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Boston Properties’ Atlantic Wharf: A Case Study

Boston Properties’ Atlantic Wharf: A Case Study

Atlantic Wharf, a mixed-use project by Massachusetts-based Boston Properties, is a unique mix of new and old—the development of a sustainable and modern project that preserves historic structures and integrates new development into a distinctive structure on Boston’s waterfront.

“There were two historic properties on the site that were very meaningful to the city of Boston. The existing front structure, called the Russia Building, was retained since it dates back to the 1700s and the Boston Tea Party took place behind the building,” says Bryan Koop, senior vice president and regional manager for Boston Properties. “Boston Properties transformed the Russia Building (1899) into lofts and preserved the facades of the Graphic Arts and Tufts Building (1897) so the streetscape was unchanged, but the interior was enhanced and restored.”

Boston Properties was honored with the 2012 NAIOP Sustainable Development Award for Atlantic Wharf, and the project was awarded LEED Platinum certification for its unique green design and construction features.

Acquired in March 2007, Boston Properties first undertook a structural and architectural redesign of the 553,000-sq.-ft. tower portion to create more efficient, essentially column-free, leasing-friendly floor plates. To persevere during the recession that began in 2008, Boston Properties converted approximately 223,000 sq. ft. of residential space to offices, today called the Waterfront Office component, with an additional 25,600 sq. ft. of residential space converted to retail space on Floor 1.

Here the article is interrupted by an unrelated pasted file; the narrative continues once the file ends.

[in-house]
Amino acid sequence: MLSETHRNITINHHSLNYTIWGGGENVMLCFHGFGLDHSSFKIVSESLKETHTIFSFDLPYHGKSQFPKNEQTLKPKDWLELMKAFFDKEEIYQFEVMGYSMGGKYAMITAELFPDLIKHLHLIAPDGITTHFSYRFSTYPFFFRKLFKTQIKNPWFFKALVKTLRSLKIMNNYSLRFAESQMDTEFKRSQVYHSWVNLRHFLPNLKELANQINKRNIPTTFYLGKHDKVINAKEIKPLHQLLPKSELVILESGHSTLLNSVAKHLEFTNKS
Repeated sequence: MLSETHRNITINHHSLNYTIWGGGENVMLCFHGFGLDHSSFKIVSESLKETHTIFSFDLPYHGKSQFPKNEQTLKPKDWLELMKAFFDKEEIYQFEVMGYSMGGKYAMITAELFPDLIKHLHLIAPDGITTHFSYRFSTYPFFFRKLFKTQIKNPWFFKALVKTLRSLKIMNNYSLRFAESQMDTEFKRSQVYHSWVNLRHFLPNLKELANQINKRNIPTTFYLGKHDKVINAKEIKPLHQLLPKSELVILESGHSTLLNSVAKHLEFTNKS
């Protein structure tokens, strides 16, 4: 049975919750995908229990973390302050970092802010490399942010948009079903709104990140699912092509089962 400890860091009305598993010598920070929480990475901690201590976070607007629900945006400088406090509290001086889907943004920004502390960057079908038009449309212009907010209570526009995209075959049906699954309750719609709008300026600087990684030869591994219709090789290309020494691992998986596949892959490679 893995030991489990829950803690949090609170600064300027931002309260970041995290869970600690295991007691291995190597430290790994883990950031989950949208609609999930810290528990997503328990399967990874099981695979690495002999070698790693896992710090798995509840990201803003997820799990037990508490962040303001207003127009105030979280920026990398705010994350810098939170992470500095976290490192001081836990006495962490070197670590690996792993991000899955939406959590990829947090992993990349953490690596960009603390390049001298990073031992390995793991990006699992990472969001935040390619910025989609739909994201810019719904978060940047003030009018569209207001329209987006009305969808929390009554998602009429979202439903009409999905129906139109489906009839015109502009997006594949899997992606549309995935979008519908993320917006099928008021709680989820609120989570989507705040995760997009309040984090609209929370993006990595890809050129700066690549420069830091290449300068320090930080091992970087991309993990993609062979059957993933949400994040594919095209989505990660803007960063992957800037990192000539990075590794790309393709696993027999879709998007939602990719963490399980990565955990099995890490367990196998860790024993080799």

The development’s sustainable advantages for this 31-story urban infill brownfield redevelopment are countless, including a rain harvesting system that catches and reuses rainwater.

“The rain is stored, used, cleaned and emitted back into the environment, cleaner than when we captured it,” says Koop. “A second unique feature is the green roof. Boston Properties installed a new type of grid system that allowed the pre-growth of the plant species on the grids and, once construction was completed, the species were added to the roof. More importantly, if there are ever any leaks, the grids can be taken apart, the leaks found and the system put back together.”

More than 95 percent of waste generated from the project was diverted from landfills, and the materials utilized in the construction included more than 30 percent recycled content. One hundred percent of the metal waste (structural steel) removed from the site was recycled or reused. Of the concrete, brick and block waste generated from the demolition and construction, 100 percent of that which was not reused on site was recycled.

Boston Properties says that Atlantic Wharf is designed to use 42 percent less energy than comparable New England office buildings, and noteworthy measures include an improved thermal envelope, high-efficiency glazing, a high-efficiency boiler and garage ventilation controls.

The core and shell portion of the project controls approximately 67 percent of annual energy use, while the tenant design and operations influence the remaining 33 percent. To measure and verify the energy savings, tenant sub-metering was implemented.

In real estate, location is still everything. The property is located less than a half mile from two public transportation stations, providing easy access to all lines in the MBTA subway system. For pedestrians, the property contains an on-site connection to Boston’s public HarborWalk. The property includes vegetated open space equal to 34 percent of the property’s site area. The property includes 16,000 sq. ft. of interior spaces open to the public for community events.

Kathryn Hamilton is vice president of marketing and communications at the National Association of Industrial and Office Properties (NAIOP) and a member of NREI's Sustainability Board of Advisors.

TAGS: News Retail
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